Interestingly enough, in London, the English way of football has slowly begun to corrode, to be replaced by a more continental, tactical form as espoused by Chelsea's Jose Mourinho — and elsewhere, by the Champions' League-winning Liverpool's Rafael Benitez — even as Arsene Wenger hangs on grimly at Highbury. The role of the coach changes, as the coaches themselves change. Meanwhile, at Old Trafford, Alex Ferguson has been manager for nearly two decades and in this era must be considered as something of a fossil — or at best, an anachronism; but remarkably his vision for the team is anything but outdated. The Scotsman at any rate is no tactical ing�nue; although, his method does appear at times like an updated version of the hand-on-heart style of coaching.

Sport today is clearly not so much fun as it is a penance. Take the case of tennis: gone are the carefree times of Don Budge and Suzanne Lenglen. Move over Rod Laver, we live in the world of the single-minded professional. It is now standard practice for coaches to travel the year round with their star wards on the pro tour. At the highest levels in a severely individual sport like tennis, the coach acts as more than just a hitting partner or a bouncing board to discuss one's forehand technique: he will also watch his ward's rivals in practice and report on potential flaws in an opponent's game that could be exploited during a match.

Earlier this year, Peter Lundgren's inside information unquestionably aided Marat Safin in overcoming Roger Federer — the Swedish coach's former pupil — at the Australian Open in a high quality five-setter that is destined to go down in history as one of the classics. The coach as mercenary, perhaps; but pro sport is not a pulpit to preach morals from. Of course, unlike in football, coaching between points in tennis is banned; so Lundgren was only offering moral support through his presence. But where others have failed, Lundgren has succeeded: he has had a sobering effect on the remarkably gifted yet often fiercely temperamental Russian, who for years looked in danger of ending his career as a tragic one-Slam wonder. (That Safin has not managed to replicate his hardcourt success in the run-up to the French Open is an altogether different matter.)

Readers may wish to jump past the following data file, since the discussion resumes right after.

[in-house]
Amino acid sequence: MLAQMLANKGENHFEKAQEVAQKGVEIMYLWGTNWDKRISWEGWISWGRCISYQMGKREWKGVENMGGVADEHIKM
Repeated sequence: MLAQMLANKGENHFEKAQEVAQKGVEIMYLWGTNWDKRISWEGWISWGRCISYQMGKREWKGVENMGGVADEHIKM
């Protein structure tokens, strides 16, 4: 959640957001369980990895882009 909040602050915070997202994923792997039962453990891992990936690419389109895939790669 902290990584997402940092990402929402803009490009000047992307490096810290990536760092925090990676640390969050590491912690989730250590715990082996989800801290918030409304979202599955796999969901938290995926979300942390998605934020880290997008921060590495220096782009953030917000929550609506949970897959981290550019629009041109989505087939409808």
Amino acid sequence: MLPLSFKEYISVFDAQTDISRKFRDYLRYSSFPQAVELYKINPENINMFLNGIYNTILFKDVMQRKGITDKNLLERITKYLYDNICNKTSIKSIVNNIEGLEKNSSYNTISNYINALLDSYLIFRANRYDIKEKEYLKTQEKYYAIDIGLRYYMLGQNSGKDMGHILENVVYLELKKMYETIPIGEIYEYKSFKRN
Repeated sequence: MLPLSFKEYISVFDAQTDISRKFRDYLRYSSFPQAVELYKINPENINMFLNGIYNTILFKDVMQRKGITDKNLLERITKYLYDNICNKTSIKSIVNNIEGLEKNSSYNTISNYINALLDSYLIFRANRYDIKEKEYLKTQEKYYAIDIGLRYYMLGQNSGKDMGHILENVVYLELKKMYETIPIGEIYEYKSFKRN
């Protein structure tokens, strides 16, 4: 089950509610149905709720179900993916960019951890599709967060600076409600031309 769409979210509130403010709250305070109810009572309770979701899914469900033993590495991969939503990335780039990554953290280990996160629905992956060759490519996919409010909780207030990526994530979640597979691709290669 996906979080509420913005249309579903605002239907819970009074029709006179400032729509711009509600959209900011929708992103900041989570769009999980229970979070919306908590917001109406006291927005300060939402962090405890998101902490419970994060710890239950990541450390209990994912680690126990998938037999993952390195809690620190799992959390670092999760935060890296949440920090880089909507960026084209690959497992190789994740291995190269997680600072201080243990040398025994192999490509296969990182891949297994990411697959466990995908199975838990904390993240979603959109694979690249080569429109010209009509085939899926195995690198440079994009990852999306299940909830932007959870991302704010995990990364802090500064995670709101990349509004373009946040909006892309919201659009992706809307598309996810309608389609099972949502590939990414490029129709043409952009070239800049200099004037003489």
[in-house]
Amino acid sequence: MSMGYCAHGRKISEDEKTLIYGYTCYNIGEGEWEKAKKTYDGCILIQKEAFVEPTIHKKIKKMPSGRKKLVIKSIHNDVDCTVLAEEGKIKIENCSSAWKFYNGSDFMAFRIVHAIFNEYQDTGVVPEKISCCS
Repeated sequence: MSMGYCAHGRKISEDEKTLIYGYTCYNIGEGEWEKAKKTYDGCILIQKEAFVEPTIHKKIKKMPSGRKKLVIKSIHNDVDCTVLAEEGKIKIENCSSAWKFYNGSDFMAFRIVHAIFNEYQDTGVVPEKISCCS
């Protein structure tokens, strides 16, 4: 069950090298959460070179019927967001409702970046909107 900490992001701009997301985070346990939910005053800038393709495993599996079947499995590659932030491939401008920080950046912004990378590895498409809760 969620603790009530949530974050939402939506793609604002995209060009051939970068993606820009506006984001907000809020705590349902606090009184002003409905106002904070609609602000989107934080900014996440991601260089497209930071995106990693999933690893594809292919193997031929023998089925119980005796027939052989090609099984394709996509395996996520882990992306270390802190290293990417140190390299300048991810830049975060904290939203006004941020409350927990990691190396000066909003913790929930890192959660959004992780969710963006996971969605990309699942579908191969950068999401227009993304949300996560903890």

REUTERS

But is the coach indispensable? Federer seemed to disprove that notion last year after enjoying the most remarkable run since Mats Wilander's in 1988, when he won three Slams. Federer was the only player in the top 50 to travel without a coach in 2004, and still he won every Slam except the French; he only lost six matches the entire year. Then again, it can be argued only Federer could have done without a coach and besides, as must be pointed out, he formally hired Tony Roche at the start of the current season.

Professionalism in sport is a very good thing: its introduction has vastly improved the quality of entertainment. (No discerning individual after all likes to watch an incompetently directed play or read a badly written book, so why should he be subjected to a match on television between two rank amateurs?) That science can be of much use is beyond doubt; but there is such a thing as overanalysing. Ultimately, a coach would, in addition to an in-depth knowledge of his sport, also need to possess excellent communication skills.

Returning to Chappell, as a strategist he is considered top-rate; he ranks among the finest bats of his generation. But the saying, `a captain is only as good as his team' applies equally to the coach. Chappell's expertise would arguably be of far greater benefit to batsmen at the National Cricket Academy in Bangalore. The best cricketing brains are needed not merely at the international level, but also at the domestic and junior levels where cricketers must be carefully groomed for the future. The position of national coach is grossly overpaid anyway; and the BCCI would have derived more value-for-money by hiring Chappell to share his special insights also with talented but raw recruits.

Ironically, the former Australian captain, Ian Chappell — Greg's brother — has always pooh-poohed the concept of the international coach. "Despite my oft-expressed failure to understand the need for coaches at the international level we argue very little about the concept," he wrote recently. "Greg takes a holistic approach to the job and is constantly on the lookout for long term improvements rather than any quick fix. However, one thing the BCCI should understand; he is well aware of his worth and will never undersell himself."